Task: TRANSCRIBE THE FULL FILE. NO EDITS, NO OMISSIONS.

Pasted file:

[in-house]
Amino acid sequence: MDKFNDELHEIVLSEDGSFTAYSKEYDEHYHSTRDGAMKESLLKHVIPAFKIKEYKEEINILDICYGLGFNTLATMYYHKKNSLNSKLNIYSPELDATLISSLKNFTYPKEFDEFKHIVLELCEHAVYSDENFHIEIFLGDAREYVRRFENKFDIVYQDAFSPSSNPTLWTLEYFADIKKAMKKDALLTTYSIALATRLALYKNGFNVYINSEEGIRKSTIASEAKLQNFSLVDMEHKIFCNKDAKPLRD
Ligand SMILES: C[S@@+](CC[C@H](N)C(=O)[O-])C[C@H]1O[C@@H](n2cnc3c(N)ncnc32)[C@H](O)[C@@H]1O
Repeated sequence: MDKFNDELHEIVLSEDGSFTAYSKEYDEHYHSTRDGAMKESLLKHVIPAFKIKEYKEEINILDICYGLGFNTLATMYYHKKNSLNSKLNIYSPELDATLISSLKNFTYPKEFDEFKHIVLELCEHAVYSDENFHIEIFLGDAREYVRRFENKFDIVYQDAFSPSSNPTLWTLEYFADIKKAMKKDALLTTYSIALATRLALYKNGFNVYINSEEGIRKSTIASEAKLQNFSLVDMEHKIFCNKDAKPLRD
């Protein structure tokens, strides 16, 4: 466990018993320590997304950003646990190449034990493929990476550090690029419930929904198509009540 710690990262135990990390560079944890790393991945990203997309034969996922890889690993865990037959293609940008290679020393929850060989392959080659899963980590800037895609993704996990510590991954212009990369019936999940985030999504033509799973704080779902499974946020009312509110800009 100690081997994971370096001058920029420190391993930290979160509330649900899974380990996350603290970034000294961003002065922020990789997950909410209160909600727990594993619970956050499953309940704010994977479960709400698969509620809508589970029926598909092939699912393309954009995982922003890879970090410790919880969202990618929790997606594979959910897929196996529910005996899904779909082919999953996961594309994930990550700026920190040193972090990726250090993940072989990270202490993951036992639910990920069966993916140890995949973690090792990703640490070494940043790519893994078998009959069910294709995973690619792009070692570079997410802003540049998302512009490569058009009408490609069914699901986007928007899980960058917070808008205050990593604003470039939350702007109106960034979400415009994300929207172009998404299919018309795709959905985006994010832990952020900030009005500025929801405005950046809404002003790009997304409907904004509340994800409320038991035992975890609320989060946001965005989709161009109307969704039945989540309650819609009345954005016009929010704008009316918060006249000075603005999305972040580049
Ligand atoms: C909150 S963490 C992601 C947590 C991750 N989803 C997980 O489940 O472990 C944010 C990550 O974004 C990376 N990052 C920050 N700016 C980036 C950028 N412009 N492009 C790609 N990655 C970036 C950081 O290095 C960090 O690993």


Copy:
[in-house]
Amino acid sequence: MDKFNDELHEIVLSEDGSFTAYSKEYDEHYHSTRDGAMKESLLKHVIPAFKIKEYKEEINILDICYGLGFNTLATMYYHKKNSLNSKLNIYSPELDATLISSLKNFTYPKEFDEFKHIVLELCEHAVYSDENFHIEIFLGDAREYVRRFENKFDIVYQDAFSPSSNPTLWTLEYFADIKKAMKKDALLTTYSIALATRLALYKNGFNVYINSEEGIRKSTIASEAKLQNFSLVDMEHKIFCNKDAKPLRD
Ligand SMILES: C[S@@+](CC[C@H](N)C(=O)[O-])C[C@H]1O[C@@H](n2cnc3c(N)ncnc32)[C@H](O)[C@@H]1O
Repeated sequence: MDKFNDELHEIVLSEDGSFTAYSKEYDEHYHSTRDGAMKESLLKHVIPAFKIKEYKEEINILDICYGLGFNTLATMYYHKKNSLNSKLNIYSPELDATLISSLKNFTYPKEFDEFKHIVLELCEHAVYSDENFHIEIFLGDAREYVRRFENKFDIVYQDAFSPSSNPTLWTLEYFADIKKAMKKDALLTTYSIALATRLALYKNGFNVYINSEEGIRKSTIASEAKLQNFSLVDMEHKIFCNKDAKPLRD
């Protein structure tokens, strides 16, 4: 466990018993320590997304950003646990190449034990493929990476550090690029419930929904198509009540 710690990262135990990390560079944890790393991945990203997309034969996922890889690993865990037959293609940008290679020393929850060989392959080659899963980590800037895609993704996990510590991954212009990369019936999940985030999504033509799973704080779902499974946020009312509110800009 100690081997994971370096001058920029420190391993930290979160509330649900899974380990996350603290970034000294961003002065922020990789997950909410209160909600727990594993619970956050499953309940704010994977479960709400698969509620809508589970029926598909092939699912393309954009995982922003890879970090410790919880969202990618929790997606594979959910897929196996529910005996899904779909082919999953996961594309994930990550700026920190040193972090990726250090993940072989990270202490993951036992639910990920069966993916140890995949973690090792990703640490070494940043790519893994078998009959069910294709995973690619792009070692570079997410802003540049998302512009490569058009009408490609069914699901986007928007899980960058917070808008205050990593604003470039939350702007109106960034979400415009994300929207172009998404299919018309795709959905985006994010832990952020900030009005500025929801405005950046809404002003790009997304409907904004509340994800409320038991035992975890609320989060946001965005989709161009109307969704039945989540309650819609009345954005016009929010704008009316918060006249000075603005999305972040580049
Ligand atoms: C909150 S963490 C992601 C947590 C991750 N989803 C997980 O489940 O472990 C944010 C990550 O974004 C990376 N990052 C920050 N700016 C980036 C950028 N412009 N492009 C790609 N990655 C970036 C950081 O290095 C960090 O690993």